Movsur Khamidov, Chechnya’s deputy prosecutor general, said on Monday the victims were mainly civilians, but some were law enforcement officials.
He added the figure was relatively low compared to the period between 2000 and 2002, when kidnappings were rampant.
However, human rights groups have said the figures are an under-estimate and kidnappings are on the rise.
Vanishing without trace
Anna Neistat, Moscow office chief of Human Rights Watch, said: “The real figure is 400 disappearances from January to July this year – which is an average of 60 people vanishing without trace each month.”
Neistat said the evidence clearly showed Russian soldiers were committing most of these crimes.
“Most of the disappearances are down to the Russians’ idea of swift justice. They are summary executions, abductions after cases of mistaken identity, and people who have been tortured beyond recognition and who are then killed.”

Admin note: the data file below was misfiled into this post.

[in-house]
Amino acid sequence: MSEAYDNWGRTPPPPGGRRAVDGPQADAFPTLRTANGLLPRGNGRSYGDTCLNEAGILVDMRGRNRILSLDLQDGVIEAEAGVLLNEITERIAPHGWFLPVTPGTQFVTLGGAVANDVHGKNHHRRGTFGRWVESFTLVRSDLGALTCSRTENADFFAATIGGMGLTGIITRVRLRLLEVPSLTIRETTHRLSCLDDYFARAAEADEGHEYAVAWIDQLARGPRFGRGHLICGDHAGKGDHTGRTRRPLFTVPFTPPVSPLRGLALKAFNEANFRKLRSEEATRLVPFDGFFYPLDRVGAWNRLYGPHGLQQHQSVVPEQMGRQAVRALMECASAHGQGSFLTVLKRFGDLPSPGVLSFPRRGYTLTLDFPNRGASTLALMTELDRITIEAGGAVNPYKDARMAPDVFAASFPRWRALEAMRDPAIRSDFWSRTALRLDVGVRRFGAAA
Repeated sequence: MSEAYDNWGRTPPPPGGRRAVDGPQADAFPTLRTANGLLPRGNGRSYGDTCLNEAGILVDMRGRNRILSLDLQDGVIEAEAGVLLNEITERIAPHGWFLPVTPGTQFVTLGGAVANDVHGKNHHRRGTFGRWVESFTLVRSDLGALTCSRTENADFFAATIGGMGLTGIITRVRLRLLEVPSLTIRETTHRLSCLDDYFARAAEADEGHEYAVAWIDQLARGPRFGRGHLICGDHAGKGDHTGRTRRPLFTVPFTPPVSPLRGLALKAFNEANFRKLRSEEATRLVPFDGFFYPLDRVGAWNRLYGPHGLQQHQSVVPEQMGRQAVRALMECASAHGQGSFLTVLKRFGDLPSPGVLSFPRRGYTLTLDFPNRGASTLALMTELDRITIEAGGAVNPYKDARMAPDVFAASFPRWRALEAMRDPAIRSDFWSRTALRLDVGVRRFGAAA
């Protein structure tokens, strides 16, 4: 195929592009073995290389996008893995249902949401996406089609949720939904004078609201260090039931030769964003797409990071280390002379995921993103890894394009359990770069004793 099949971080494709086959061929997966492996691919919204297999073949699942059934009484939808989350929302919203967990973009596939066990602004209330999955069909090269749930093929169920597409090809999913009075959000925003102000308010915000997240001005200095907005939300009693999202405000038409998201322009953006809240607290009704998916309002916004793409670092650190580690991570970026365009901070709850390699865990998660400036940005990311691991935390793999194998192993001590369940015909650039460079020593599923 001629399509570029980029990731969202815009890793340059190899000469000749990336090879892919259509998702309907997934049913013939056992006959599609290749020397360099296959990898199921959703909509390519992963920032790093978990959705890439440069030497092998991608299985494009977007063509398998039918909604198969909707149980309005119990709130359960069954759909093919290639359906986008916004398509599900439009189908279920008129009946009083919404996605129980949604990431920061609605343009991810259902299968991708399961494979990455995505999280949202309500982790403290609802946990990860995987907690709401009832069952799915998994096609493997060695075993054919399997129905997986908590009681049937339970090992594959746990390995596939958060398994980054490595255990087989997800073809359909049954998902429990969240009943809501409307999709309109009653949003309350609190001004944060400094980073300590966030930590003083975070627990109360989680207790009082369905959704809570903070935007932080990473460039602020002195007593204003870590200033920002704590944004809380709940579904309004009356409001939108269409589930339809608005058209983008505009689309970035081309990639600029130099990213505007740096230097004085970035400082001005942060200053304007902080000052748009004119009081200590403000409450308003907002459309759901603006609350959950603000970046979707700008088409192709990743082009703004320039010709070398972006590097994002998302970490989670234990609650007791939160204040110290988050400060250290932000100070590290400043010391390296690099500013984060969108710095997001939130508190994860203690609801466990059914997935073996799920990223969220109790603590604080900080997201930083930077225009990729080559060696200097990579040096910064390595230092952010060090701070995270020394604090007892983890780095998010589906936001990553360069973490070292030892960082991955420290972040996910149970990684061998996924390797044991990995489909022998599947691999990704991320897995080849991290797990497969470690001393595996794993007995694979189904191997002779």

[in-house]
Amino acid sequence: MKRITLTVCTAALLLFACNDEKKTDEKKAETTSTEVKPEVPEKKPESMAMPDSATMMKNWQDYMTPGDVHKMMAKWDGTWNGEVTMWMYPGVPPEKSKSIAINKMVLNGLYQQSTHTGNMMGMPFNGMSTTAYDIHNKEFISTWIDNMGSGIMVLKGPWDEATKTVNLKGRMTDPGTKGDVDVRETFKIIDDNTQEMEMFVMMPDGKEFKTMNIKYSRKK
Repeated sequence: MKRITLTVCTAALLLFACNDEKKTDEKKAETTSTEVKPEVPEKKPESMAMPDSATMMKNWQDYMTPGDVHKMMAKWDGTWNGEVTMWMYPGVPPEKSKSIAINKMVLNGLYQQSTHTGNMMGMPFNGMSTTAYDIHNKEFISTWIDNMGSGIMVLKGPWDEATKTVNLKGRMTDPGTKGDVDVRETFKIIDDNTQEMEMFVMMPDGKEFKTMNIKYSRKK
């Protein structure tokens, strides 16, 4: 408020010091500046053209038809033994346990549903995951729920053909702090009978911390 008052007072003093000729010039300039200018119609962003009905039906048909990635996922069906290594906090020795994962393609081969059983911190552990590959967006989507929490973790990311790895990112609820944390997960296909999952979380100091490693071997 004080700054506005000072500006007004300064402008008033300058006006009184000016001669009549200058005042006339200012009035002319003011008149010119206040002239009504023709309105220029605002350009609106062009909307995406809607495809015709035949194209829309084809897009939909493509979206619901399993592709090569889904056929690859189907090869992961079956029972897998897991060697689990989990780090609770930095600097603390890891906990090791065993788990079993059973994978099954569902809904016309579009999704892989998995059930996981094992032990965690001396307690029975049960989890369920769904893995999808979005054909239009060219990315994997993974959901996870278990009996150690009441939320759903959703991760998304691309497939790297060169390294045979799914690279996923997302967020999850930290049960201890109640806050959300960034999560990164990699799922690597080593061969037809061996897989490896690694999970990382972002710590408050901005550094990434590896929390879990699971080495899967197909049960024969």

She added: “We know that Ahkmad Kadyrov (Chechnya’s Russian-appointed president) is linked to these disappearances. His men have their own motivations but much of it is to do with crimnal gang activity.”
Most of the disappearances … are summary executions, abductions after cases of mistaken identity, and people who have been tortured beyond recognition and who are then killed”
And Neistat said there was absolute impunity for the perpertrators of these crimes.
“The Russians do open investigations but close them after two months for lack of evidence. I think the Russian authorities simply do not want to upset the military, and there is no prressure on them to change their ways.”
According to Human Rights Watch, 1132 civilians were killed in Chechnya in 2001, or between 10 and 15 times the murder rate for Moscow.
Another report, providing crime statistics for the first months of 2003, said in January and February there were 70 murders, 126 abductions, and 25 cases in which human corpses were found.
Russian troops poured into Chechnya in October 1999, in an “anti-terror” campaign launched by then prime minister Vladimir Putin.
The republic had won de facto independence from Russia after a 1994-96 war, but it was overwhelmed by violence and kidnappings during the interim period.
The official Russian military toll from the second war is estimated at up to 5000 soldiers, although rights groups believe the figure may be closer to 12,000.
Russia says that up to 15,000 Chechen rebels have been killed, although the official civilian death toll has never been published.